The relationship of complex event processing (CEP) to service-oriented architecture (SOA) remains, in a word,
Vendors, including two making CEP related announcements today, are taking different approaches, standards are yet to emerge, and at least one analyst argues that it all could be simpler. Oracle Corp., announcing a new version of its Business Process Analysis Suite designed to allow tech savvy business users to have direct input into SOA, continues to champion event-driven architecture (EDA). Coral8 Inc., a pure play CEP vendor announcing the formation of a Developer Council for CEP advancement today, has developed its own language for event processing. Meanwhile, Software AG, which will have announcements on the merger of its Infravio and CentraSite governance products at the end of this month, is working in its labs on a neural network approach that focuses more on correlation of events.
When Jason Bloomberg, senior analyst ZapThink LLC, was asked about the status of CEP in SOA, he began by saying: "The relationship between complex event processing and SOA is a loaded question, because CEP is often associated with EDA, as though EDA were an alternative to SOA. However, our perspective is that SOA should fundamentally be event-driven, so there's no particular reason to distinguish SOA from EDA."
In Bloomberg's view the event-driven nature of SOA is hammered home by CEP.
"In SOA, services communicate by sending and/or receiving messages, and messages are essentially software events," he said. "That is how the system reflects a business event. So in a fully realized SOA implementation, the traffic you'd expect to see on the network will consist of services and service consumers madly exchanging messages -- or in other words, large numbers of events in what you might call an event cloud. Furthermore, those messages contain all the information you'd ever want about the behavior and state of your business, if only you could make sense of them."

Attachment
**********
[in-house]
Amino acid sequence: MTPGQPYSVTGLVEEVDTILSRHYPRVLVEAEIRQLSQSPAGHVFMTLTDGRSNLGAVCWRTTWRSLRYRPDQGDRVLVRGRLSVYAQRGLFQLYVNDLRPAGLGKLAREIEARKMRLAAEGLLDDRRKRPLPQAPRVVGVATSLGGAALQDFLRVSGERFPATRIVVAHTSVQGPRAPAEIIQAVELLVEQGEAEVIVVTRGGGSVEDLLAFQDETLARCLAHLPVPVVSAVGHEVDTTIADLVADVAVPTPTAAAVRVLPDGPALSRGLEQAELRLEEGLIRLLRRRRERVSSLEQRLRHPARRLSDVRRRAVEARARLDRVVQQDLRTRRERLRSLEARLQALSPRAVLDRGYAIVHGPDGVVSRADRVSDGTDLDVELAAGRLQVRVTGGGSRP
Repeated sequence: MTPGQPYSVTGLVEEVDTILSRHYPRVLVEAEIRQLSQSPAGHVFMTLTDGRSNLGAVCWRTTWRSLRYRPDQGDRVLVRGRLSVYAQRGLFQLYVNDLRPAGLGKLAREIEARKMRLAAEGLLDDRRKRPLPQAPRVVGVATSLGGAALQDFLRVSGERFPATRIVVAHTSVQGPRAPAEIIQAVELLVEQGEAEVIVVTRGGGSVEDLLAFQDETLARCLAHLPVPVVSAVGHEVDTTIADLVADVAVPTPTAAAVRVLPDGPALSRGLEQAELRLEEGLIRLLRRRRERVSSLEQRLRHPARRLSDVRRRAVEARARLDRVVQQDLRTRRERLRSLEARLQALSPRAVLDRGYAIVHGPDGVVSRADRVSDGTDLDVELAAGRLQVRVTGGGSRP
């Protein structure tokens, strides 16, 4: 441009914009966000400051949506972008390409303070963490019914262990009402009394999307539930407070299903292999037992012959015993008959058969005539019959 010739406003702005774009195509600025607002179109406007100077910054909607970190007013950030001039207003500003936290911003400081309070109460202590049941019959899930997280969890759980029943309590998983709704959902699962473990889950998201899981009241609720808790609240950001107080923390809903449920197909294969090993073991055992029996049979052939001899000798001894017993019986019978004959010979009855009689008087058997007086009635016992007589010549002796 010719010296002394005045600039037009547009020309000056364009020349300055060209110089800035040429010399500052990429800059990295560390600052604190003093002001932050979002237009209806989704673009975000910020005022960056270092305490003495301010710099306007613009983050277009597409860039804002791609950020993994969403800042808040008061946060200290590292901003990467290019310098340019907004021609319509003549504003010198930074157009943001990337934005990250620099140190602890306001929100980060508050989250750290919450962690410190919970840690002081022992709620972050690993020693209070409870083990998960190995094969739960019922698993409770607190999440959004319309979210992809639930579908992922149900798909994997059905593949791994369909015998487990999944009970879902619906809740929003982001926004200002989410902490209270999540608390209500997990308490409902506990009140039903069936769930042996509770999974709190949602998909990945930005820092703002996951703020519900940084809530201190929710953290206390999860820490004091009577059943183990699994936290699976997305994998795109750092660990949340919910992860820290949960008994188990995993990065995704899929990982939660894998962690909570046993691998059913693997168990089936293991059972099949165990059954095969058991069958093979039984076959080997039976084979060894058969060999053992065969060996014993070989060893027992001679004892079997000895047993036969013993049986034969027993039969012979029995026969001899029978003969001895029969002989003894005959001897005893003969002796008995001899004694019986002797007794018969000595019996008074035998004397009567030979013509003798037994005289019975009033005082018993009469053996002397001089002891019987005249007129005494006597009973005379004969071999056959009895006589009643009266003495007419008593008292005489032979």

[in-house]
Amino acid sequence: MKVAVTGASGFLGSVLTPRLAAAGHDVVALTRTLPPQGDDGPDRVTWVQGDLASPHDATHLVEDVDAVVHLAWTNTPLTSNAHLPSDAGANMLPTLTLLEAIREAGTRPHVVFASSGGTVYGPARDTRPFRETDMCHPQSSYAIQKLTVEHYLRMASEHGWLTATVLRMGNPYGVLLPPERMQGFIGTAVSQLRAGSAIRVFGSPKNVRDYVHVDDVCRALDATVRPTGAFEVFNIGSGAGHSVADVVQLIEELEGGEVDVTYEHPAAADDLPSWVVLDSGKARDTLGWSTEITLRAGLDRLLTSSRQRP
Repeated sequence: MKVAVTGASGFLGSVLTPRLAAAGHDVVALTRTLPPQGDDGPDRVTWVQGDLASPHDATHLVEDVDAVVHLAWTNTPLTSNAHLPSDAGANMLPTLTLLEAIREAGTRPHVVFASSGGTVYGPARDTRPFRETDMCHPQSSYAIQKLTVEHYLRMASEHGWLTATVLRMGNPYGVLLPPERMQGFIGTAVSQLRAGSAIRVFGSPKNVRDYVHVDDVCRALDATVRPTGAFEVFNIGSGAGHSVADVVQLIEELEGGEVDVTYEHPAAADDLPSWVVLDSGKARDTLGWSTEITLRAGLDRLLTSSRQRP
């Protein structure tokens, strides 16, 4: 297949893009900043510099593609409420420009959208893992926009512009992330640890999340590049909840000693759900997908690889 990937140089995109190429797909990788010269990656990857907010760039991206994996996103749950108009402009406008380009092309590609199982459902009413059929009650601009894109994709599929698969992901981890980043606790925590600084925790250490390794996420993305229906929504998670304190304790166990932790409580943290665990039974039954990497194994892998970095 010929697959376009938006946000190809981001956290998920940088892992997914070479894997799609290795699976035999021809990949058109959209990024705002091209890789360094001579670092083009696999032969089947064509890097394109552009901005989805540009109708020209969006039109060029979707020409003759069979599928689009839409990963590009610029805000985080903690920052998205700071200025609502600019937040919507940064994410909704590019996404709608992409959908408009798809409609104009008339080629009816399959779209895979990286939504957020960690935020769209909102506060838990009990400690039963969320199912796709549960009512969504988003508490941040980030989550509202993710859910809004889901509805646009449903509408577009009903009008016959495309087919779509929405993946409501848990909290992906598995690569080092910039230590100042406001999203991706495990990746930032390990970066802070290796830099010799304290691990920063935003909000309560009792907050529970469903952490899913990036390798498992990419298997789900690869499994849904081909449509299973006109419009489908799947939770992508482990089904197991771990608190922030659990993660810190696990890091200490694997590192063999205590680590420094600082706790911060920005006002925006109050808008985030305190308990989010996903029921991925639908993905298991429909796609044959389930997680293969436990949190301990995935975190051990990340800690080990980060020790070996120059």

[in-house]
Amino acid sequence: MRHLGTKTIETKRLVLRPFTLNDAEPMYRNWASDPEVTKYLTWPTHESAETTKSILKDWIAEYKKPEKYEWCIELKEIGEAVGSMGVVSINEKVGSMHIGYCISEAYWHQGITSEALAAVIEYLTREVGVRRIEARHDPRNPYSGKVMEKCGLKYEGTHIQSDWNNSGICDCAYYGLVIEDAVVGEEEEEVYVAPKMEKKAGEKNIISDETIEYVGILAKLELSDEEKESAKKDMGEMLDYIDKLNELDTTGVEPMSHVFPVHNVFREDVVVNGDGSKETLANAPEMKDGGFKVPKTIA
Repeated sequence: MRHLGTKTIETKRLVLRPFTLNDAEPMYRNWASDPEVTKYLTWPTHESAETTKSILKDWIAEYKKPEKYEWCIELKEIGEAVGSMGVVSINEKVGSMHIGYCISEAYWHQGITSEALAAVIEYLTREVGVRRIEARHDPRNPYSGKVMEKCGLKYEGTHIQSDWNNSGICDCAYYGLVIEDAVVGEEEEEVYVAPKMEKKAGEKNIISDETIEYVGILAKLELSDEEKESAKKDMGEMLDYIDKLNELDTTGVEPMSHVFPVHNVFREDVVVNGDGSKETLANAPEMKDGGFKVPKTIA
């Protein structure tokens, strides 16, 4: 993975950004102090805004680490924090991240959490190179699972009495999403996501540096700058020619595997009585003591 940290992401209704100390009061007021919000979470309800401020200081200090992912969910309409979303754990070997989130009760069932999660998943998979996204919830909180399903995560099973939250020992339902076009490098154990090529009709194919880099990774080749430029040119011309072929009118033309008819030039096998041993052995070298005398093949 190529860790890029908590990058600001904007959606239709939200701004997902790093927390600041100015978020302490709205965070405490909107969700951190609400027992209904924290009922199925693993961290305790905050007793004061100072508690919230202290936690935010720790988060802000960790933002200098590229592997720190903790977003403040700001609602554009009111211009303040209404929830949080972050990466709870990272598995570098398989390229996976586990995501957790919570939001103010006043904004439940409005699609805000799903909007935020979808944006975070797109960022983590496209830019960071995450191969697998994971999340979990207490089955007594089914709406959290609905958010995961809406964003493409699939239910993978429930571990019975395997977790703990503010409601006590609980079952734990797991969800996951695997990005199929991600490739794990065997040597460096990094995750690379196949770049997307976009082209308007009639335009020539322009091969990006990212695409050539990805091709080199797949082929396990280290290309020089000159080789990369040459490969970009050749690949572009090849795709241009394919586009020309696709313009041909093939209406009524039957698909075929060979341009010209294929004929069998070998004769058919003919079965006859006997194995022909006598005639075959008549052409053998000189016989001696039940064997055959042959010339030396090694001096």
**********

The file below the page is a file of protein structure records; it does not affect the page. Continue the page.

Bloomberg argues that CEP's role in SOA is extracting intelligence from the event clouds in real-time.
"The broader your SOA implementation, the more effective your CEP can be, because an increasing percentage of meaningful traffic will consist of such messages/events," he said. "Another way of putting this is that SOA enables deep, real-time business intelligence and CEP is the technical mechanism for realizing this benefit."
However, Coral8 president and CTO Mark Tsimelzon argues that to provide real-time business intelligence CEP needs to go beyond SOAP messages.
"Traditional SOA applications exchange either XML documents or they exchange SOAP calls," the Coral8 executive said. "CEP is a way to do very different applications, applications that arise when you have many different events, including financial services transactions or events from RFID readers or on large Web sites where users are generating events."Tsimelzon said that for event intensive applications there is too much overhead in SOAP-based SOA.
"If you have a SOAP call for each event all you'll be doing is parsing those SOAP messages," he said. "You need to have a different set of standards to exchange events in those applications.
CEP requires a whole different language and standards to compute business metrics in real time or compute running averages, or track different processes in real time, Tsimelzon said. To this end, Coral8 has developed a CEP programming language called Continuous Computation Language (CCL), which Tsimelzon said is designed to program applications that handle continuous flows of events.